Does it matter whether a wine is good? A lot of discussion, writing, pleasure and money rest on an assumption that it does. Lately I’m not certain.

I mean, sure, at some level, yes. But the question of goodness so quickly enters a rarefied, picayune level of hairsplitting. A real risk of division arises, between those who care about wine, and those who care too much.

Because all of us care, we assume that we care in more or less the same way. We profess to care about what is good. But how do we locate the source of a wine’s quality?

Those of us who sell wine at my workplace get together once a week to taste wine “blind.” The intention, aside from staff education, is to determine in a more or less objective context which wines we think are worth selling.

After research that includes reading wine journals and books, discussions with salespeople and examination of what’s on the shelves of both our stores and others, we choose between 12 and 20 wines at reasonable price points. We place the wines in brown paper bags. We taste together, recording our impressions on a standard assessment form regarding overall quality, flavors, weight, appropriateness with food and so on. Then, we discuss.

The underlying presumption behind the exercise is that we will gain a better understanding, individually and collectively, of which are the “best” wines. In fact, we agree much more often than we disagree. But often our consensus is at odds with the preferences of our customers.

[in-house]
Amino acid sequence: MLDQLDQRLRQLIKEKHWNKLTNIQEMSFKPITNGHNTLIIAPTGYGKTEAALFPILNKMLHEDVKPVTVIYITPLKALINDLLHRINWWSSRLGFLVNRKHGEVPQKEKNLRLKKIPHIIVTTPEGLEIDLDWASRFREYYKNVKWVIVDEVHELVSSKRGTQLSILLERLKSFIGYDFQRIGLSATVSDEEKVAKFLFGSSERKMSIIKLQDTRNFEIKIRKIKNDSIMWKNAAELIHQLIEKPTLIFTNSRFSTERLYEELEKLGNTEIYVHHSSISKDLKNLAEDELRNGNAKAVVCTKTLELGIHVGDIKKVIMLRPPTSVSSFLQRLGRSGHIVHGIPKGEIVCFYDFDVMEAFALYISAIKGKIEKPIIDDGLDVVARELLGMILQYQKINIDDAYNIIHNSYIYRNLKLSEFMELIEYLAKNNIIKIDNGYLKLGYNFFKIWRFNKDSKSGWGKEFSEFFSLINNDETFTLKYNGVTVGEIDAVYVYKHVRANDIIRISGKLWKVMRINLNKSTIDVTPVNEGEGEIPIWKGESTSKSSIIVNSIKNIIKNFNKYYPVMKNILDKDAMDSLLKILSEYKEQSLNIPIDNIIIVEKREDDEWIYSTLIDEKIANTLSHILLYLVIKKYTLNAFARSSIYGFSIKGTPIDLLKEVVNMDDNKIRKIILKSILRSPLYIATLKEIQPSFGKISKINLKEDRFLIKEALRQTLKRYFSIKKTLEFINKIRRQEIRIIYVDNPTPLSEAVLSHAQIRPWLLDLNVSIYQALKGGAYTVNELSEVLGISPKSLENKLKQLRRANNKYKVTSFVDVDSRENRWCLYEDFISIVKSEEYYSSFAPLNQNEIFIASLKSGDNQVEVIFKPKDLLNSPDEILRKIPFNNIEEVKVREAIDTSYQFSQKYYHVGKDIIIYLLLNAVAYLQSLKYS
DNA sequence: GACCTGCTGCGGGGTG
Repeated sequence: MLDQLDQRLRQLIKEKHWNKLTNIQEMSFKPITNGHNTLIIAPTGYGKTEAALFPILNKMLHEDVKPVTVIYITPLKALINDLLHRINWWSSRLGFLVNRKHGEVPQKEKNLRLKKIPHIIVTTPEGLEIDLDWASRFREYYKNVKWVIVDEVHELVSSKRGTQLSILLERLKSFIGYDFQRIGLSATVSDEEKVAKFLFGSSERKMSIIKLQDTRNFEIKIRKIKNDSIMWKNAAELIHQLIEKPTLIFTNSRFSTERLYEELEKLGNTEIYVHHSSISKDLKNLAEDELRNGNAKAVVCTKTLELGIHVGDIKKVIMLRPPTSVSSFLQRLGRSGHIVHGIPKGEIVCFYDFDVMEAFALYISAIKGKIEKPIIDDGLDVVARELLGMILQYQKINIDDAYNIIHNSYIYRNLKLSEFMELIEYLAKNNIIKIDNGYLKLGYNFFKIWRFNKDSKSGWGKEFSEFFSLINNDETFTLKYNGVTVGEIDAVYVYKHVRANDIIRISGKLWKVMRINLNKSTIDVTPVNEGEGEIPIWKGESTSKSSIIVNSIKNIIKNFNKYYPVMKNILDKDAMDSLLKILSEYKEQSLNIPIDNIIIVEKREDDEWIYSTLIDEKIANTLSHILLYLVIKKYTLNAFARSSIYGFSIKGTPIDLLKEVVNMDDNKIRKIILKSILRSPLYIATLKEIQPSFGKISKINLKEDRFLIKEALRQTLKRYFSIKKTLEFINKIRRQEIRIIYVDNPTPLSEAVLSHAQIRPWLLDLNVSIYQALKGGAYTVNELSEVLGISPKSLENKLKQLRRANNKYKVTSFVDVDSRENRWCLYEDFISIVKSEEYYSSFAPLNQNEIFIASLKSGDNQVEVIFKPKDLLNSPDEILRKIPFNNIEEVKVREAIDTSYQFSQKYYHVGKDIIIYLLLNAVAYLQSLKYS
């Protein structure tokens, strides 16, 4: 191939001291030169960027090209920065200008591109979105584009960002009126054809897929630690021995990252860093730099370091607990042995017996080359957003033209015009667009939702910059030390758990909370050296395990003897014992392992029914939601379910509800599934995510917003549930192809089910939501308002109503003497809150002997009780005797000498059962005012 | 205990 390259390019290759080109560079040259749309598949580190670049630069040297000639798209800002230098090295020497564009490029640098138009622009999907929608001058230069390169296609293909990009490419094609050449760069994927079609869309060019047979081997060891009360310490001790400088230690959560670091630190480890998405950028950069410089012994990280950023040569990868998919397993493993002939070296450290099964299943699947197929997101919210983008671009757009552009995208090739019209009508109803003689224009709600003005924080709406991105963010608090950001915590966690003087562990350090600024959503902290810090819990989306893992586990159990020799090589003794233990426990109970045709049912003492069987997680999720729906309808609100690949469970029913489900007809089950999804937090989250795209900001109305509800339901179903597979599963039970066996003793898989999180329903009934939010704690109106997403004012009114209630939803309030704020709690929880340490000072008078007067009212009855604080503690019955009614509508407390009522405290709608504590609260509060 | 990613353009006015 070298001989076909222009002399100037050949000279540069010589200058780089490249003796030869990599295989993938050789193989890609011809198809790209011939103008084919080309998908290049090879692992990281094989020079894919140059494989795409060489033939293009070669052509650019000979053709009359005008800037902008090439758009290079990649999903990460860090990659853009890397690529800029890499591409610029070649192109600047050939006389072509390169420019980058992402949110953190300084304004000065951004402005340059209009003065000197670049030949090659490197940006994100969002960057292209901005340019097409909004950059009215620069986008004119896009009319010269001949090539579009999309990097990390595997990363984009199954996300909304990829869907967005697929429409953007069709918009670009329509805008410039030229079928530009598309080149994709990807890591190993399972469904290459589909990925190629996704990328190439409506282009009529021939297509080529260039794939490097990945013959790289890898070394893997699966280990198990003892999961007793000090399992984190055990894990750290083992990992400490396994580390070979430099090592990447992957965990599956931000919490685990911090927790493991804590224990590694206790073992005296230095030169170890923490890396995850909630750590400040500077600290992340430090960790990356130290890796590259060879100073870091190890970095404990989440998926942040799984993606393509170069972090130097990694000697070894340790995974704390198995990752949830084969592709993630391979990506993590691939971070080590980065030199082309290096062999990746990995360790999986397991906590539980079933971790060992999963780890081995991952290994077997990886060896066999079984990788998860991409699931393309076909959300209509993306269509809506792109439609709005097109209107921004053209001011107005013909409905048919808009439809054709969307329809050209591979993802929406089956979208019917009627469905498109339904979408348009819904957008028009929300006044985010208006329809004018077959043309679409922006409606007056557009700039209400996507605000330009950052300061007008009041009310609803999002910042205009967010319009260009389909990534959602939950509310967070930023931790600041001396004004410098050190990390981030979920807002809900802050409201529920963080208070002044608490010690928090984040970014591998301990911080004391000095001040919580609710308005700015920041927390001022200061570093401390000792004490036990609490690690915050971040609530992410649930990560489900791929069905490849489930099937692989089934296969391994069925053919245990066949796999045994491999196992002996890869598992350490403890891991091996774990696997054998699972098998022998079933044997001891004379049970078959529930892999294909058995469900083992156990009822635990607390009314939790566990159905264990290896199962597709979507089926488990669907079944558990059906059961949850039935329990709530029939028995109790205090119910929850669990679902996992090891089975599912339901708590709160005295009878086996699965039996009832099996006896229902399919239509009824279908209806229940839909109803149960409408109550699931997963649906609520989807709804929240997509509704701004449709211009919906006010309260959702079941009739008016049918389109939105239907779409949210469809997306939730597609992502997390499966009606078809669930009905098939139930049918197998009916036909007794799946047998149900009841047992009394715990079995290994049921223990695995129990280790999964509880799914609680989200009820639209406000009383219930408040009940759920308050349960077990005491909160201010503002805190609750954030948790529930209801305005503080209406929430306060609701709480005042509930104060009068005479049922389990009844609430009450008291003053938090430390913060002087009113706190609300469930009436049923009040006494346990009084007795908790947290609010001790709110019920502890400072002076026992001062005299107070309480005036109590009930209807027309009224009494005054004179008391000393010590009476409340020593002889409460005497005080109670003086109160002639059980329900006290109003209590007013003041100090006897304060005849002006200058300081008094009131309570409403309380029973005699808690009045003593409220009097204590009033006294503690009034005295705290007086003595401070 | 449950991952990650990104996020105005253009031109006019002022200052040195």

A recent tasting of Côtes du Rhône reds, one of the most popular categories for everyday “table wines,” revealed mostly that none of us much likes Côtes du Rhône reds. And we universally disliked the ones that are most popular in the marketplace.

But what are we going to do about it? Get some new wine buyers to work for us, with more divergent tastes? Narrow the Côtes du Rhône section? Widen the Côtes du Rhône section?

Tasting blindly, it is assumed, will eliminate the peripheral attributes – label design, the producer’s prestige, one’s personal history with the wine, etc. – from an honest assessment. But what if the peripheral attributes of a wine aren’t, in fact, peripheral?

A friend who sells wine for a living recently wrote me, “(For) what actually generates sales in the (retail) market, as much as I hate to say it, there is little correlation with our personal qualitative assessments, whether they be objective or subjective. Marketing and branding play a huge role in determining which bottles a customer is likely to bring to the register, despite the fact that certain distributors, such as the one I work for, wear as a badge of honor the fact that scant few of our producers have anything resembling a marketing budget.

“This means that passionate folks such as you or I have to do our best to imbue any given bottle with that certain sense of specialness in order to get it out the door.… Context is everything with wine, and without that context you might miss the point entirely.”